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Soil organic carbon mineralization in relation to microbial dynamics in subtropical red soils dominated by differently sized aggregates

Authors
  • Huang, Jinquan
  • Zhang, Changwei
  • Cheng, Dongbing
  • Hu, Bo
  • Zhang, Pingcang
  • Wang, Zhigang
  • Liu, Jigen
  • Li, Zhongwu
Type
Published Article
Journal
Open Chemistry
Publisher
Walter de Gruyter GmbH
Publication Date
Jun 12, 2019
Volume
17
Issue
1
Pages
381–391
Identifiers
DOI: 10.1515/chem-2019-0051
Source
De Gruyter
Keywords
License
Green

Abstract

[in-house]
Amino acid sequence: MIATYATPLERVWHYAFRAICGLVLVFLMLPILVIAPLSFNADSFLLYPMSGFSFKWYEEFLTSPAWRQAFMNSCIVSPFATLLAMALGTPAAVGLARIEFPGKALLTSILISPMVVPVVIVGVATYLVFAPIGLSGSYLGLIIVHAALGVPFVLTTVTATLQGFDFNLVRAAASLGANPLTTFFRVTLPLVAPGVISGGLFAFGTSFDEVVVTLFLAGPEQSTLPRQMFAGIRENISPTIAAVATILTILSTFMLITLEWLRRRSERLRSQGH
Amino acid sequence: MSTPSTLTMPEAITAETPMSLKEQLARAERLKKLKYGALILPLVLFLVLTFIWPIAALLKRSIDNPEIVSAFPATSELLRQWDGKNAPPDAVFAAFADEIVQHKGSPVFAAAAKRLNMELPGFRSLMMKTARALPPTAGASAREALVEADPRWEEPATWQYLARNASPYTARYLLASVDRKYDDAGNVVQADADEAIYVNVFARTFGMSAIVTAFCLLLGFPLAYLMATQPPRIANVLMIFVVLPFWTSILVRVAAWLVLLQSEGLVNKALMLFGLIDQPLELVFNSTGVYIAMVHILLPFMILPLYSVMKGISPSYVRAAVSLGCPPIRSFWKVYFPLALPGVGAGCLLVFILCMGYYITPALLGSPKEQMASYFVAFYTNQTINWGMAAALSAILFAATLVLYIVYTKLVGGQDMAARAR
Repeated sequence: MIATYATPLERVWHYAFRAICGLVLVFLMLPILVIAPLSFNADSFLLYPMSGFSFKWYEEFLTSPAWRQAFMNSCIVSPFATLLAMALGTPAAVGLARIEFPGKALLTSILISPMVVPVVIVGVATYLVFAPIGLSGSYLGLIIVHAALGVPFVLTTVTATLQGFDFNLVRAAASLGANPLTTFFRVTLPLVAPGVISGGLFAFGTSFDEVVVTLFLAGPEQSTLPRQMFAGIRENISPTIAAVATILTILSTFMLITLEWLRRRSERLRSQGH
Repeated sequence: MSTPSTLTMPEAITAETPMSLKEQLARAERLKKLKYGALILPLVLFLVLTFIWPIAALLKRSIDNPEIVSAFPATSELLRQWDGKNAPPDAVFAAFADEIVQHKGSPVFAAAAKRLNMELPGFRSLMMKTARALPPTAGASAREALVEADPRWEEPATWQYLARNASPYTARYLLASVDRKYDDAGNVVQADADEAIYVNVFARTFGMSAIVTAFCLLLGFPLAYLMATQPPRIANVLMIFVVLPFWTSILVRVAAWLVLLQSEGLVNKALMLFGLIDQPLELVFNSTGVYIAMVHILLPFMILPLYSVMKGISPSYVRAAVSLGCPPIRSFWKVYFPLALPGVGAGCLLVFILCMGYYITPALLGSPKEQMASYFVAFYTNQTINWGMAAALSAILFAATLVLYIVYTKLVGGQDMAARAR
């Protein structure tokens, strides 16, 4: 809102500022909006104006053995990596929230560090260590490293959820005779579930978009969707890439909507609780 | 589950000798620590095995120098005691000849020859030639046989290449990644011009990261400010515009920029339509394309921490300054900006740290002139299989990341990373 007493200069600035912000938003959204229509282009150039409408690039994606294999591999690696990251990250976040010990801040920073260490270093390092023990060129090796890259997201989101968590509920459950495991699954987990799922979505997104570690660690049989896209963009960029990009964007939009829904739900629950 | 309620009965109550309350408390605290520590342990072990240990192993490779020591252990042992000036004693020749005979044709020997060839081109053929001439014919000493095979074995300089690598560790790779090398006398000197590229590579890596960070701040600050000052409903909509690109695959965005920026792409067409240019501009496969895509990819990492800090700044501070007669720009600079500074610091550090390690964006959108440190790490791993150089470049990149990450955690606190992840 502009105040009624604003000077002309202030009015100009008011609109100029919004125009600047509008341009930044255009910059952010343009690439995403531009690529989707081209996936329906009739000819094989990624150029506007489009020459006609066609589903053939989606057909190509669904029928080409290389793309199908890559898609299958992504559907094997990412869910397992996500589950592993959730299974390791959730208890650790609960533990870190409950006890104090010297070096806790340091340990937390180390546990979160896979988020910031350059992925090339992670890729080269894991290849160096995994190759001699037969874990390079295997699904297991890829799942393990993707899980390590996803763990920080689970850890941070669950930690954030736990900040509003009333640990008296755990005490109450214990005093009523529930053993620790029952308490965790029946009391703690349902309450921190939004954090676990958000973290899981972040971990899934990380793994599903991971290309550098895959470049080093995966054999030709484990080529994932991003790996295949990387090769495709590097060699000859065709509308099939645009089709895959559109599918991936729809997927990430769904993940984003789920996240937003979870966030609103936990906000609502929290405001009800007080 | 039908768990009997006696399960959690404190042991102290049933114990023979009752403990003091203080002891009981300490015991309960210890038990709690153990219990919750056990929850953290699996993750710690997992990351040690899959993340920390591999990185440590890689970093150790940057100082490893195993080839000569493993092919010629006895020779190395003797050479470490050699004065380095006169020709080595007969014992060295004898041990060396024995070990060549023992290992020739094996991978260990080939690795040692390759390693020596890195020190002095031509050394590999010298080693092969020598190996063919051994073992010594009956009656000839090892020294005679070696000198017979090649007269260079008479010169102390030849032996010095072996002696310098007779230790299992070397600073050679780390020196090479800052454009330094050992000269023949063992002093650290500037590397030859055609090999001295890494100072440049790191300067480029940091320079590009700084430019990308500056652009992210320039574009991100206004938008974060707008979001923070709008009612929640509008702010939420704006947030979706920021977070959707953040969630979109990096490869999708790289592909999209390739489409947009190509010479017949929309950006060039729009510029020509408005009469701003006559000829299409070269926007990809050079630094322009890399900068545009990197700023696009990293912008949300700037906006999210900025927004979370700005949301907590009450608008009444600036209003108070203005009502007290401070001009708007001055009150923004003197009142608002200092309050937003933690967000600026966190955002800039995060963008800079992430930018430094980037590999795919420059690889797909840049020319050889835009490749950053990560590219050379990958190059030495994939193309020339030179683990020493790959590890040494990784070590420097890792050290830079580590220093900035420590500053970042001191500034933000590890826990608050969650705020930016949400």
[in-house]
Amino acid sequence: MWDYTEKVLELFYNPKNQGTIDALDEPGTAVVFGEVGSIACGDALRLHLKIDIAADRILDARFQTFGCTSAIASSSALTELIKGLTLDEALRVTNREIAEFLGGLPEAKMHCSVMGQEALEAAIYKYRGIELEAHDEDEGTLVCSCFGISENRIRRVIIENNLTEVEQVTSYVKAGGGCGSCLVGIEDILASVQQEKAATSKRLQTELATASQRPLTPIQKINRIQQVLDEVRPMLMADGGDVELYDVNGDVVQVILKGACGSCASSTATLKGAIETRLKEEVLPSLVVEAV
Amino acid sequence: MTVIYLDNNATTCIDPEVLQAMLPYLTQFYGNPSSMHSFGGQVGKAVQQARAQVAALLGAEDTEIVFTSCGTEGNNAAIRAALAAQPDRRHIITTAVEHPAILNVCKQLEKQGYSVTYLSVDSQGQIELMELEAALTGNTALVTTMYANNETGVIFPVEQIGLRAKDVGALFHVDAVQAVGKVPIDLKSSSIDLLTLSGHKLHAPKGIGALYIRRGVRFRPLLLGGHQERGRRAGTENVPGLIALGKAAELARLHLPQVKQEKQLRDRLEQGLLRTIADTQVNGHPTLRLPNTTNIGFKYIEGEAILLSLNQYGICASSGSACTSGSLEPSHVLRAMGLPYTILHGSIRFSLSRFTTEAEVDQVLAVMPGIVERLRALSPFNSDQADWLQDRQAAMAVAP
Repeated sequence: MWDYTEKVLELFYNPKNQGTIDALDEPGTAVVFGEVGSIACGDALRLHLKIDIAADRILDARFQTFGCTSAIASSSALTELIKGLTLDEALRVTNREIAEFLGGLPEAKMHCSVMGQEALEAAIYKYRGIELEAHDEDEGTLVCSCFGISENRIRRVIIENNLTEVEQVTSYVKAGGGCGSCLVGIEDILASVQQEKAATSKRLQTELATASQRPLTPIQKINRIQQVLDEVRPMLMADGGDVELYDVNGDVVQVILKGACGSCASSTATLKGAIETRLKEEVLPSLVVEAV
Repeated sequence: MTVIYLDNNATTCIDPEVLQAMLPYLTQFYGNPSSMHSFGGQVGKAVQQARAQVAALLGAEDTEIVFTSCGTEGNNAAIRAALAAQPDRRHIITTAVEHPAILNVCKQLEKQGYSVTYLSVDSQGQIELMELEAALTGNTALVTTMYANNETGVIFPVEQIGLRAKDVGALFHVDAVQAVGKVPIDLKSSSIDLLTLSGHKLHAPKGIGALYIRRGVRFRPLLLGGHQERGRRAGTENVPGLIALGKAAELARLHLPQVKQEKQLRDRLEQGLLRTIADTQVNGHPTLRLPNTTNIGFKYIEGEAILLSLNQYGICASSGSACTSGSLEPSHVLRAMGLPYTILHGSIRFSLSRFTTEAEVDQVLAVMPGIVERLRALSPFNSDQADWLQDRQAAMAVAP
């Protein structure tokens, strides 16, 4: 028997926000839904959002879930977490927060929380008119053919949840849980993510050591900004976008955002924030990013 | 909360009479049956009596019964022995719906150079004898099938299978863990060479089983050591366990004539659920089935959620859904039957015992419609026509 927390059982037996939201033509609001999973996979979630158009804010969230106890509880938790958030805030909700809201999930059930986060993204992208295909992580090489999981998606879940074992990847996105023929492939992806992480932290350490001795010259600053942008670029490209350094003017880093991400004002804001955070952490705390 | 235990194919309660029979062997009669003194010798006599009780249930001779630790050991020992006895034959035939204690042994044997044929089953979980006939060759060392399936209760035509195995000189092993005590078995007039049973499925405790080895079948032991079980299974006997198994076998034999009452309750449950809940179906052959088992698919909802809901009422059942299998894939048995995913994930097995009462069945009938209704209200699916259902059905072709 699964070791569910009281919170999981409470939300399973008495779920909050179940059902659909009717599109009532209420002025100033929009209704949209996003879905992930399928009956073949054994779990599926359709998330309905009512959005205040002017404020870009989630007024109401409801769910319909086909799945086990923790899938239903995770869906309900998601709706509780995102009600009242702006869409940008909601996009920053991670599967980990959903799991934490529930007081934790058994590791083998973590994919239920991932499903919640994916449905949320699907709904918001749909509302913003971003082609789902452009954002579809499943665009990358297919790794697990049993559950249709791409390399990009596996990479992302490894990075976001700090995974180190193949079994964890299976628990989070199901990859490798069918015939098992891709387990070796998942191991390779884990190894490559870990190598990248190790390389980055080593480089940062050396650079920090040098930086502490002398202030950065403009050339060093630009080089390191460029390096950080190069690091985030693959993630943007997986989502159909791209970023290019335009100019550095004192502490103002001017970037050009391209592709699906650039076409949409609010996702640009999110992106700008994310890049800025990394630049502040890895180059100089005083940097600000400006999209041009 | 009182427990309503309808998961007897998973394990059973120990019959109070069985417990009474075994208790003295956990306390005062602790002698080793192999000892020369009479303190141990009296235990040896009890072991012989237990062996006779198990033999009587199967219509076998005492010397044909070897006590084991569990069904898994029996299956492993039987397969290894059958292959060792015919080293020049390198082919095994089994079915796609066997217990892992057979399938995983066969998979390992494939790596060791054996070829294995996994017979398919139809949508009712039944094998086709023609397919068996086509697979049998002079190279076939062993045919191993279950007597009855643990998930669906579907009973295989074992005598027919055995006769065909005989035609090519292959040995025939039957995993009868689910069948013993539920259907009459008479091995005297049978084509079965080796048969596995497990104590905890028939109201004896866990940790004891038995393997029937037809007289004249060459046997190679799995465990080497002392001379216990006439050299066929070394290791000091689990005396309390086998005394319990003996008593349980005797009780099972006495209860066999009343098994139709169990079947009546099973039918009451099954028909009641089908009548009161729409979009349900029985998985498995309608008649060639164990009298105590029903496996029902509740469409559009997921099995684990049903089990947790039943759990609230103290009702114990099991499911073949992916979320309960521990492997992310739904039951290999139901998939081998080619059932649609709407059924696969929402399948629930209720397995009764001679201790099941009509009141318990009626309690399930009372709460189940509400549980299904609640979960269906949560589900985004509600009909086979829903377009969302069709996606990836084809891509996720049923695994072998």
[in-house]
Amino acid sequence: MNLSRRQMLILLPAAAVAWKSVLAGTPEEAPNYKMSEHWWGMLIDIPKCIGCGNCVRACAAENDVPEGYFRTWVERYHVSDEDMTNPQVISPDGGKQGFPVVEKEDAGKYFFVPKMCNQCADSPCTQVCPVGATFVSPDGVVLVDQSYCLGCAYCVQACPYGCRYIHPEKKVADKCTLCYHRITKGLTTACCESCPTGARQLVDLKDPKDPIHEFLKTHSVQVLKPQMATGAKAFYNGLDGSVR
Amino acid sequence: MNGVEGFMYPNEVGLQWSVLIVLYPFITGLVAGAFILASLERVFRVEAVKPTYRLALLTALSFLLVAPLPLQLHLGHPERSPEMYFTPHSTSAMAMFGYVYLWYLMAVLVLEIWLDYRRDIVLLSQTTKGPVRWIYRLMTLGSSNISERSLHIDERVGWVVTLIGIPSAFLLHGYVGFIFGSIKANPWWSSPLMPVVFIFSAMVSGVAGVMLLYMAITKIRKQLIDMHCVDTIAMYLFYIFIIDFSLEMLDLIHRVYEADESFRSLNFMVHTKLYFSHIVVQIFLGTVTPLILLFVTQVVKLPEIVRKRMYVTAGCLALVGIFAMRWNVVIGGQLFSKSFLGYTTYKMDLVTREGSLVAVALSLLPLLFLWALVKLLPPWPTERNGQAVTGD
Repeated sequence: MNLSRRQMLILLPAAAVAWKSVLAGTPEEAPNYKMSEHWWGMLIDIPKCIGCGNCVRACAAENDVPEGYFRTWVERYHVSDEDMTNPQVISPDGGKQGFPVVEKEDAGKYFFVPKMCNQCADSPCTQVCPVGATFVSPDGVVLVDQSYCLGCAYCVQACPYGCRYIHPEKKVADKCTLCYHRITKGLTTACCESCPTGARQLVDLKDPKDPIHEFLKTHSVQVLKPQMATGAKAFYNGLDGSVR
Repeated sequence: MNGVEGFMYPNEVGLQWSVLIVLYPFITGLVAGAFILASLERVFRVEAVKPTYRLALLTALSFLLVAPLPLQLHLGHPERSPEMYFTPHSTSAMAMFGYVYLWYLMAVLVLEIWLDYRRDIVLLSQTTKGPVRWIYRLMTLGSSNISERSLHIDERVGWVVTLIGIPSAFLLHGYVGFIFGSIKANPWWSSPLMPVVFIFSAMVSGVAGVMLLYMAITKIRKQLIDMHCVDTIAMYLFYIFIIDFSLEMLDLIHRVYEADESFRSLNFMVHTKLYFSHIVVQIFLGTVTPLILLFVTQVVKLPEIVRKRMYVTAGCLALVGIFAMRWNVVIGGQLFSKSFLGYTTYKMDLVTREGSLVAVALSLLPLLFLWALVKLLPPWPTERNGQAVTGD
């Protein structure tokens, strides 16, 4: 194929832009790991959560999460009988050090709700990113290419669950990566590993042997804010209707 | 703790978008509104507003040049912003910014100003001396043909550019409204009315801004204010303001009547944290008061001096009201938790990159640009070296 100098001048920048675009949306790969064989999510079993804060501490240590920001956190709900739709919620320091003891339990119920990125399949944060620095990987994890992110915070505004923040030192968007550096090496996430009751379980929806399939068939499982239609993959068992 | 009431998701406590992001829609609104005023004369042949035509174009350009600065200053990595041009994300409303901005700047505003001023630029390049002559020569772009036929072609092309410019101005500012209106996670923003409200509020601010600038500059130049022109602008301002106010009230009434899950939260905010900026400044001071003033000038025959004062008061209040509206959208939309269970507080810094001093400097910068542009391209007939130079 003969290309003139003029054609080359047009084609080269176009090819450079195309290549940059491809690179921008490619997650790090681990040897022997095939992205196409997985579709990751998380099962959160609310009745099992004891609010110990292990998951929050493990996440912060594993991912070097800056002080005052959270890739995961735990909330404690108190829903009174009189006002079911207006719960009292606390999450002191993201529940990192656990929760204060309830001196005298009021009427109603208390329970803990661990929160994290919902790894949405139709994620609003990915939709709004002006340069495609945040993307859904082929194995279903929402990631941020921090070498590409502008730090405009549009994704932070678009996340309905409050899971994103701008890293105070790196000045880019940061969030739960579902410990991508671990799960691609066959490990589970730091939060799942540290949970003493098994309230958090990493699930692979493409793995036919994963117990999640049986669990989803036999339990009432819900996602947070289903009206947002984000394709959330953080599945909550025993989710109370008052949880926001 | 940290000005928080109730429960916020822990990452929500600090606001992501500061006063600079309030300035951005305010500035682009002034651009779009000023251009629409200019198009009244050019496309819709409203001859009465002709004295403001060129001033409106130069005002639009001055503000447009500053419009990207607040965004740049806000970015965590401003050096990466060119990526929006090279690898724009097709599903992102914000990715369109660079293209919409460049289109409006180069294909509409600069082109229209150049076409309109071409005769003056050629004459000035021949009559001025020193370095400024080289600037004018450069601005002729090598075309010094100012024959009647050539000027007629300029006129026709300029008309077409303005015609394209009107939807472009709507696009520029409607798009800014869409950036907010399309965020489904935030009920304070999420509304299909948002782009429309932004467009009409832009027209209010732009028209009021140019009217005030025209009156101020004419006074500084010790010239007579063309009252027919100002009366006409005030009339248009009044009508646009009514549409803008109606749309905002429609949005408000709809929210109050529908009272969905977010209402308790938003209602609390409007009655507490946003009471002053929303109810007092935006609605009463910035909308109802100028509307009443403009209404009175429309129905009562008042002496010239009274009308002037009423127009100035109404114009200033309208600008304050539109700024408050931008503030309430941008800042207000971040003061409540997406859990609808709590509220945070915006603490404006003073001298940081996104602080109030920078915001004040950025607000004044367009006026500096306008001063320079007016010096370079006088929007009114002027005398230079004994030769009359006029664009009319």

The dynamics of eroded and retained soil organic carbon (SOC) may provide critical clues for evaluating impacts of soil erosion on global carbon cycling. Distribution patterns of soil aggregates in eroded and deposited environments are shaped by selective transport of water erosion. Therefore, detecting the pattern of SOC mineralization in soils dominated by aggregates of different sizes is essential to accurately explore the dynamics of eroded and retained SOCs in eroded and deposited environments. In the present study, the characteristics of SOC mineralization and its relationship to microbial dynamics in subtropical red soils dominated by different sizes of soil aggregates were investigated. The results demonstrated that the SOC mineralization rate of soils dominated by graded aggregates were significantly different, indicating that SOC mineralization in eroded and deposited environments are shaped by selective transport of water erosion. The highest mineralization rate was found in soils containing 1-2 mm aggregates at the initial stage of the experiment, and the daily average mineralization rate of the < 0.5 mm aggregates was significantly higher than that of the 2-3 mm aggregates. During the incubation, fungal communities exhibited a low dynamic character, whereas the composition of bacterial communities in all treatments changed significantly and had obvious differences relative to each other. Bacterial species diversities and relative abundances in the <0.5mm and the 2-3mm aggregates showed opposite dynamic characteristics. However, there were no statistical interactions between the dynamics of microbial communities and the changes of SOC or soil water content. Changes in bacterial community structure had no significant impact on the mineralization of SOC, which might be related to the quality of SOC or the specific utilization of carbon sources by different functional groups of microorganisms. Mineralization of the eroded and retained SOCs with specific qualities in relation to their functional microorganisms should be further explored in the future.

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